In "Holding the Line", author Barbara Kingsolver ("The Poisonwood Bible", "Animal Dreams") offers us an account of the strike at the 1983 Morenci Copper Mine in Arizona. Kingsolver was working as a reporter at the time and spent quite a bit of time with the women involved in the strike. She gives the reader a different perspective on the strike; and on strikes in general. "Holding the Line" focuses on the women involved in the strike and how the strike affected them, and also just how much influence they held during the strike. Kingsolver admits her bias early on in the preface, so the reader knows from the start that the author personally sides with the strikers against the company, Phelps Dodge.

After spending decades slowing winning better pay, better working conditions and opportunities for women and minorities, the union works are the Morenci Copper Mine are dealt a new blow and a new challenge: At the end of their current contract, Phelps Dodge claims that they are losing money and the new contract the offer is with reduced wages and the elimination of a Cost of Living Expense for its workers. The way the workers have traditionally won concessions and what should be considered "human rights" (here I show my bias) is through a strike. The union workers walked off the job at the end of their contract and thus began an 18 month standoff between the workers and the giant Phelps Dodge, which almost immediately began bringing in scab labor to try to break the strike and break the union.

In a culture where women have traditionally been at home, "barefoot in the kitchen", the women in Morenci and the other nearby mining towns began to get involved. At first it was just to assist their husbands, but as the strike continued and the police and the National Guard are called in and start abusing their power, the women become a true force. They became the glue that held the strike together, and in the process found a sense of empowerment that they never would have discovered otherwise. Kingsolver showed how this strike helped to better shape the community and brought the women together. She also shows, through the eyes and stories of these women, exactly what Phelps Dodge and the "authorities" were doing, and it wasn't good.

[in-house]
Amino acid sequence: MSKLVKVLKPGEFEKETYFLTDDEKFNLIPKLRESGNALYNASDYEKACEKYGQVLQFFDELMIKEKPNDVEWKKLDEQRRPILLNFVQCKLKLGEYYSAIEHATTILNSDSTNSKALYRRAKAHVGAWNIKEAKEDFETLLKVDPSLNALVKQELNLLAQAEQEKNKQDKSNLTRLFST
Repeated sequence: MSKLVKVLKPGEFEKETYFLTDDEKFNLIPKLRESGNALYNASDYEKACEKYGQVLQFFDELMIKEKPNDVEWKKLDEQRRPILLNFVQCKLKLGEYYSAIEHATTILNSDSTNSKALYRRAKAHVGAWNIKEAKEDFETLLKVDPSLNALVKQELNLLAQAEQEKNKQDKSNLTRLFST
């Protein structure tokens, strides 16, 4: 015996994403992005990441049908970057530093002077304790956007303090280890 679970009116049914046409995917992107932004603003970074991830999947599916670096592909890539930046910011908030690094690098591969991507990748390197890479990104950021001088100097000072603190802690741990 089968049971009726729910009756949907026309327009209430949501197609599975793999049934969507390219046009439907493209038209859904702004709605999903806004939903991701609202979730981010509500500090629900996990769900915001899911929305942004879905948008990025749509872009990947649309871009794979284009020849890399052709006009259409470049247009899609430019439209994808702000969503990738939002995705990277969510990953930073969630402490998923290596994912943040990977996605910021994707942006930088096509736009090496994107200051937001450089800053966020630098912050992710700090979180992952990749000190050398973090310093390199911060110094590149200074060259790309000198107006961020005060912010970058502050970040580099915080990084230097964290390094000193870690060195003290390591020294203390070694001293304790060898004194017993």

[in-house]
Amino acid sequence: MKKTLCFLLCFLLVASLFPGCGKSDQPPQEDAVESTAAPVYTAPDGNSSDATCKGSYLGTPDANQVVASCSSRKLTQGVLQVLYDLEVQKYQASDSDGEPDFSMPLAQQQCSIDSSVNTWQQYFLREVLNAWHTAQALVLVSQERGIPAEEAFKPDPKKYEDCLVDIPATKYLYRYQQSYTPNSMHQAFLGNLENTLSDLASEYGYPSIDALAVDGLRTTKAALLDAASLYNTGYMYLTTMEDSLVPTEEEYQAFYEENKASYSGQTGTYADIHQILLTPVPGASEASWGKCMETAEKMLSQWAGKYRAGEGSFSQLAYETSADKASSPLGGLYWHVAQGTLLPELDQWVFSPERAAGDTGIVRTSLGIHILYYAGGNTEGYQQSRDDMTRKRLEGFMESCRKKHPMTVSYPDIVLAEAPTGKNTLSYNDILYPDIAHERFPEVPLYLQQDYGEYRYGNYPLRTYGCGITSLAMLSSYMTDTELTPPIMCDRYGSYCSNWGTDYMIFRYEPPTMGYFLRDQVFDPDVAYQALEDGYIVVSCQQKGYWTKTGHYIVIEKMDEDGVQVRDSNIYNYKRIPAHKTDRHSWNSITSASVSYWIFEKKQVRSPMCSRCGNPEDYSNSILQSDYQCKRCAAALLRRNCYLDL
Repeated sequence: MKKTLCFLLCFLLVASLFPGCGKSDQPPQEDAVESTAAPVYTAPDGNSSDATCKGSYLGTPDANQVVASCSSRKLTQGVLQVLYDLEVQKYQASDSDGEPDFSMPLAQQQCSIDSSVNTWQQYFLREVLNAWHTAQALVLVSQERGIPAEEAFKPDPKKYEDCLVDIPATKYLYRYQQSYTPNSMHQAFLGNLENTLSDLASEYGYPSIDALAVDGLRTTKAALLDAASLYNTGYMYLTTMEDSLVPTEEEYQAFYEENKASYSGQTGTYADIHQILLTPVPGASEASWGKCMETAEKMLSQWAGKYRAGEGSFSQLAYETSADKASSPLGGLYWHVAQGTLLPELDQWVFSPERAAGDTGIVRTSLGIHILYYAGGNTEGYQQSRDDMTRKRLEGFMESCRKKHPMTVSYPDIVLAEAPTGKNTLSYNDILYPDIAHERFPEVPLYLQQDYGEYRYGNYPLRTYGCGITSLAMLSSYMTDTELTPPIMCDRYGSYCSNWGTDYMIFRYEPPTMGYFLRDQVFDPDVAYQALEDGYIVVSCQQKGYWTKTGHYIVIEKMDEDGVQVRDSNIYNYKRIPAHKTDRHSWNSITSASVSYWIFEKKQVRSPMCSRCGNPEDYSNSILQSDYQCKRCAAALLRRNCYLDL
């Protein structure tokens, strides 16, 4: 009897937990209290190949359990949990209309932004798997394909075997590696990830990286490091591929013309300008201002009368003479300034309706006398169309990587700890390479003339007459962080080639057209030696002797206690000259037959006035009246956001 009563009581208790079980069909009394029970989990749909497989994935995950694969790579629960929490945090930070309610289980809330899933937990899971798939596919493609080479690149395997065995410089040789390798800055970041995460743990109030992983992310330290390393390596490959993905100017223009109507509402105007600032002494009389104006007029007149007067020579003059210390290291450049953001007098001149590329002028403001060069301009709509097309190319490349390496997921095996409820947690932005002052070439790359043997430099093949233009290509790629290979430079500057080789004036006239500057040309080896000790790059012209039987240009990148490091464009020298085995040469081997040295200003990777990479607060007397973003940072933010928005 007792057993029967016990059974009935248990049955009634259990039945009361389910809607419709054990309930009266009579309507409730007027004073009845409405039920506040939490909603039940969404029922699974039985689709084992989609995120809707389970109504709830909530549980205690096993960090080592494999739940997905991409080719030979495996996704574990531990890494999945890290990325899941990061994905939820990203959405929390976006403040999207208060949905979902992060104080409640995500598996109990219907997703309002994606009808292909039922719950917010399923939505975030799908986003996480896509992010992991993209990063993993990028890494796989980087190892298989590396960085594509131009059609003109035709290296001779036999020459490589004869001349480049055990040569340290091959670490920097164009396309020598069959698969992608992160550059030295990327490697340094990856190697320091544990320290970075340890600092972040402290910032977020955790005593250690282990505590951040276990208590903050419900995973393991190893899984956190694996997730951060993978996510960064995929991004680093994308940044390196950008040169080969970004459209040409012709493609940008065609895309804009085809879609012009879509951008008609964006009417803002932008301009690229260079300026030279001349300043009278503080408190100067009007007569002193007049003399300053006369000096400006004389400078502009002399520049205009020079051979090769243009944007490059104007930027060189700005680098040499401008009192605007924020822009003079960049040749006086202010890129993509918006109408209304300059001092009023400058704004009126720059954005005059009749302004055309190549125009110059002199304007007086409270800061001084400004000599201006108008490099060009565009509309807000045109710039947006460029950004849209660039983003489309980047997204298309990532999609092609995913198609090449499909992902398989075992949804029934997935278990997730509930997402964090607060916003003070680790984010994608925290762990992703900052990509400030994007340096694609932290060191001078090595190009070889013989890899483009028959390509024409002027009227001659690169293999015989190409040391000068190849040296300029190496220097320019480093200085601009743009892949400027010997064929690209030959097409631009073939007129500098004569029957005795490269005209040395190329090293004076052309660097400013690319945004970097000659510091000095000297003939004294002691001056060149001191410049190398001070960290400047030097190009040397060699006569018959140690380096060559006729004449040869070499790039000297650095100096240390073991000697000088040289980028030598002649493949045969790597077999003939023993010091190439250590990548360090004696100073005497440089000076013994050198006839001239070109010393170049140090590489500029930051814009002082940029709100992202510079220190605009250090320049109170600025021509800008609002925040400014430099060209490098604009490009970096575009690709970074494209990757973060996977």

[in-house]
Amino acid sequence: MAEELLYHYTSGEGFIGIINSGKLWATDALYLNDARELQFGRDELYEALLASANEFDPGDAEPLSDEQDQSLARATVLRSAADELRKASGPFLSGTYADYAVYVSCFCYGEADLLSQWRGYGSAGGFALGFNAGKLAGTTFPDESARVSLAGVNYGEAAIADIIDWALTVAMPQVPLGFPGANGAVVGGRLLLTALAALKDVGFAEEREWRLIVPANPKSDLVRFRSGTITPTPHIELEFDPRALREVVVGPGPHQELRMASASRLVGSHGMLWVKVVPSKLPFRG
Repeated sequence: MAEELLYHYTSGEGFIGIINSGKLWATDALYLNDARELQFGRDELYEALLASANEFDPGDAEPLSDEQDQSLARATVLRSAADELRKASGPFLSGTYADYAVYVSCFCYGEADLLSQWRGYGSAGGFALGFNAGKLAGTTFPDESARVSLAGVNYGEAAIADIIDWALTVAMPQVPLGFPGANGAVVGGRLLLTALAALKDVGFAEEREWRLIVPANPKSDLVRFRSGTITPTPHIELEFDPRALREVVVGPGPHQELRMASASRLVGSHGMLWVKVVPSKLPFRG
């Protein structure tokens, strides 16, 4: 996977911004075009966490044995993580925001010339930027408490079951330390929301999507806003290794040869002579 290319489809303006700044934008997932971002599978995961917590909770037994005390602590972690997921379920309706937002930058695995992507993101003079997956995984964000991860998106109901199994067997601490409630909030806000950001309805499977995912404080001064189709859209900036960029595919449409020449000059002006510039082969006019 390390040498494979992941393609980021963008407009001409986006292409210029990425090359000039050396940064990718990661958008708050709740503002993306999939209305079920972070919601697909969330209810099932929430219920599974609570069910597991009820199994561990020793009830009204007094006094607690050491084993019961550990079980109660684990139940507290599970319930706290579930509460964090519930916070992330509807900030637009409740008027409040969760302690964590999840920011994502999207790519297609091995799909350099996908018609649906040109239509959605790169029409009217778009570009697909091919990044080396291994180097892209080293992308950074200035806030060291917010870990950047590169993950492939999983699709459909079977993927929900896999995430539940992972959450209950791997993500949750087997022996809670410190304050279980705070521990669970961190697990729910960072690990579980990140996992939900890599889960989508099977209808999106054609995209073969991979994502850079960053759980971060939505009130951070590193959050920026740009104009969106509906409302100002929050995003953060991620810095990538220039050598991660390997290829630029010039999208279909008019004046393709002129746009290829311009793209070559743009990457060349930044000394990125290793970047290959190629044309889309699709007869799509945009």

"Holding the Line" is a powerful book with a stunning story. Barbara Kingsolver took what I thought was going to be a dry subject and brought it to life. The reader is able to get a sense of the outrage and frustration and triumphs of these women as Phelps Dodge tries to grind their lives into the dust and break the back of the union. But, the women became the backbone of the local union, and they were unbreakable. To say that this book is a story of true triumph in the face of a corporate giant would be to mischaracterize it, however, because that isn't what this story is and it isn't what the end result happened to be. But, it is a story that I had never heard and one that deserved to be told.